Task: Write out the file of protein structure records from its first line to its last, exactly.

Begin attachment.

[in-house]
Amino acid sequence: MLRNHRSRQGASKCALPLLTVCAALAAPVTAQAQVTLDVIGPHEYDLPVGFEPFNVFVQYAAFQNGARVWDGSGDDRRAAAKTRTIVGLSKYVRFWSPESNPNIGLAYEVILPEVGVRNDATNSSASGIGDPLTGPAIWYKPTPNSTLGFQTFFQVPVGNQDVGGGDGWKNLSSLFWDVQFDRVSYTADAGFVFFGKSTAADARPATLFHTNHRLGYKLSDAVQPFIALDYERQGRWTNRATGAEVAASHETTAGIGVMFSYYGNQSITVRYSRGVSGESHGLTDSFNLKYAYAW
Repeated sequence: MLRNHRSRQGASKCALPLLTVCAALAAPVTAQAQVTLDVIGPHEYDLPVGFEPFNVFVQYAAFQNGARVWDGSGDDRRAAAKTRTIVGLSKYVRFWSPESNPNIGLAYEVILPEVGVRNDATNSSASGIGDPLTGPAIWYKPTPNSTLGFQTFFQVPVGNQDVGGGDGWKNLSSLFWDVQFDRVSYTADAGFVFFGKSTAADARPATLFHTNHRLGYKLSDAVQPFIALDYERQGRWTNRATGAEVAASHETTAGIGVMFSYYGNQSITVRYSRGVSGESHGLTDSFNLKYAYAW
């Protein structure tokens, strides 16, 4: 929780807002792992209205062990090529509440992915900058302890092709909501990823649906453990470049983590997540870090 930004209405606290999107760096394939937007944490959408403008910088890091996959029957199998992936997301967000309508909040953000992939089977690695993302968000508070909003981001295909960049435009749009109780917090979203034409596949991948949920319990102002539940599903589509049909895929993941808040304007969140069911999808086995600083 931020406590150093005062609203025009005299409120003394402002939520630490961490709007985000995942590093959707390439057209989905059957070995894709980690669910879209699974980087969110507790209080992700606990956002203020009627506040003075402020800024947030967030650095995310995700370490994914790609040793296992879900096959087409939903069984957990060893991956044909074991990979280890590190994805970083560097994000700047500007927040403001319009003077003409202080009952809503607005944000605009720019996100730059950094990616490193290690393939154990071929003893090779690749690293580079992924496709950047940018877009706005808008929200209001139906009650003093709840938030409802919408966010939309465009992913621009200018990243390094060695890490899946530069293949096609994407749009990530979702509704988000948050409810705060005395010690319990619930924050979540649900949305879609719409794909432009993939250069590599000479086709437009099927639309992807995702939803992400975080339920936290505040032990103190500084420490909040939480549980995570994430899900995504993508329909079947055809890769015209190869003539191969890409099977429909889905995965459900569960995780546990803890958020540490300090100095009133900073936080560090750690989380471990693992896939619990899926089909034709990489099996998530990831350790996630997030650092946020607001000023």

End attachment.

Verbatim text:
[in-house]
Amino acid sequence: MLRNHRSRQGASKCALPLLTVCAALAAPVTAQAQVTLDVIGPHEYDLPVGFEPFNVFVQYAAFQNGARVWDGSGDDRRAAAKTRTIVGLSKYVRFWSPESNPNIGLAYEVILPEVGVRNDATNSSASGIGDPLTGPAIWYKPTPNSTLGFQTFFQVPVGNQDVGGGDGWKNLSSLFWDVQFDRVSYTADAGFVFFGKSTAADARPATLFHTNHRLGYKLSDAVQPFIALDYERQGRWTNRATGAEVAASHETTAGIGVMFSYYGNQSITVRYSRGVSGESHGLTDSFNLKYAYAW
Repeated sequence: MLRNHRSRQGASKCALPLLTVCAALAAPVTAQAQVTLDVIGPHEYDLPVGFEPFNVFVQYAAFQNGARVWDGSGDDRRAAAKTRTIVGLSKYVRFWSPESNPNIGLAYEVILPEVGVRNDATNSSASGIGDPLTGPAIWYKPTPNSTLGFQTFFQVPVGNQDVGGGDGWKNLSSLFWDVQFDRVSYTADAGFVFFGKSTAADARPATLFHTNHRLGYKLSDAVQPFIALDYERQGRWTNRATGAEVAASHETTAGIGVMFSYYGNQSITVRYSRGVSGESHGLTDSFNLKYAYAW
């Protein structure tokens, strides 16, 4: 929780807002792992209205062990090529509440992915900058302890092709909501990823649906453990470049983590997540870090 930004209405606290999107760096394939937007944490959408403008910088890091996959029957199998992936997301967000309508909040953000992939089977690695993302968000508070909003981001295909960049435009749009109780917090979203034409596949991948949920319990102002539940599903589509049909895929993941808040304007969140069911999808086995600083 931020406590150093005062609203025009005299409120003394402002939520630490961490709007985000995942590093959707390439057209989905059957070995894709980690669910879209699974980087969110507790209080992700606990956002203020009627506040003075402020800024947030967030650095995310995700370490994914790609040793296992879900096959087409939903069984957990060893991956044909074991990979280890590190994805970083560097994000700047500007927040403001319009003077003409202080009952809503607005944000605009720019996100730059950094990616490193290690393939154990071929003893090779690749690293580079992924496709950047940018877009706005808008929200209001139906009650003093709840938030409802919408966010939309465009992913621009200018990243390094060695890490899946530069293949096609994407749009990530979702509704988000948050409810705060005395010690319990619930924050979540649900949305879609719409794909432009993939250069590599000479086709437009099927639309992807995702939803992400975080339920936290505040032990103190500084420490909040939480549980995570994430899900995504993508329909079947055809890769015209190869003539191969890409099977429909889905995965459900569960995780546990803890958020540490300090100095009133900073936080560090750690989380471990693992896939619990899926089909034709990489099996998530990831350790996630997030650092946020607001000023």